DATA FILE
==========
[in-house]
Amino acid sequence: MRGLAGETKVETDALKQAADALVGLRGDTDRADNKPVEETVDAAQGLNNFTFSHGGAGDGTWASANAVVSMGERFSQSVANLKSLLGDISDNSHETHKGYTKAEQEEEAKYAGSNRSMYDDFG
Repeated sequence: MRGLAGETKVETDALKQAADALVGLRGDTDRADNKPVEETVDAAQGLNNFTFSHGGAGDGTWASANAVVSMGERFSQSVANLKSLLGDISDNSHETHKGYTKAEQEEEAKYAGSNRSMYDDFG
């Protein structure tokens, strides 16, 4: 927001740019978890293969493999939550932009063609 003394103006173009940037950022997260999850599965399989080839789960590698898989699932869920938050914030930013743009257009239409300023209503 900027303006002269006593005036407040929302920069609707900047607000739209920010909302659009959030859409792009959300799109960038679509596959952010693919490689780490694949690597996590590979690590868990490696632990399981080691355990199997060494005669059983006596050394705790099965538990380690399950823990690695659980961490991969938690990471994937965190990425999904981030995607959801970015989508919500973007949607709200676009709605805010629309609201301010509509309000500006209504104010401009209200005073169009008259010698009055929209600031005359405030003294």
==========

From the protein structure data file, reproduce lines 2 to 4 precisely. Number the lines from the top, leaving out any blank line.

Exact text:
Amino acid sequence: MRGLAGETKVETDALKQAADALVGLRGDTDRADNKPVEETVDAAQGLNNFTFSHGGAGDGTWASANAVVSMGERFSQSVANLKSLLGDISDNSHETHKGYTKAEQEEEAKYAGSNRSMYDDFG
Repeated sequence: MRGLAGETKVETDALKQAADALVGLRGDTDRADNKPVEETVDAAQGLNNFTFSHGGAGDGTWASANAVVSMGERFSQSVANLKSLLGDISDNSHETHKGYTKAEQEEEAKYAGSNRSMYDDFG
């Protein structure tokens, strides 16, 4: 927001740019978890293969493999939550932009063609 003394103006173009940037950022997260999850599965399989080839789960590698898989699932869920938050914030930013743009257009239409300023209503 900027303006002269006593005036407040929302920069609707900047607000739209920010909302659009959030859409792009959300799109960038679509596959952010693919490689780490694949690597996590590979690590868990490696632990399981080691355990199997060494005669059983006596050394705790099965538990380690399950823990690695659980961490991969938690990471994937965190990425999904981030995607959801970015989508919500973007949607709200676009709605805010629309609201301010509509309000500006209504104010401009209200005073169009008259010698009055929209600031005359405030003294």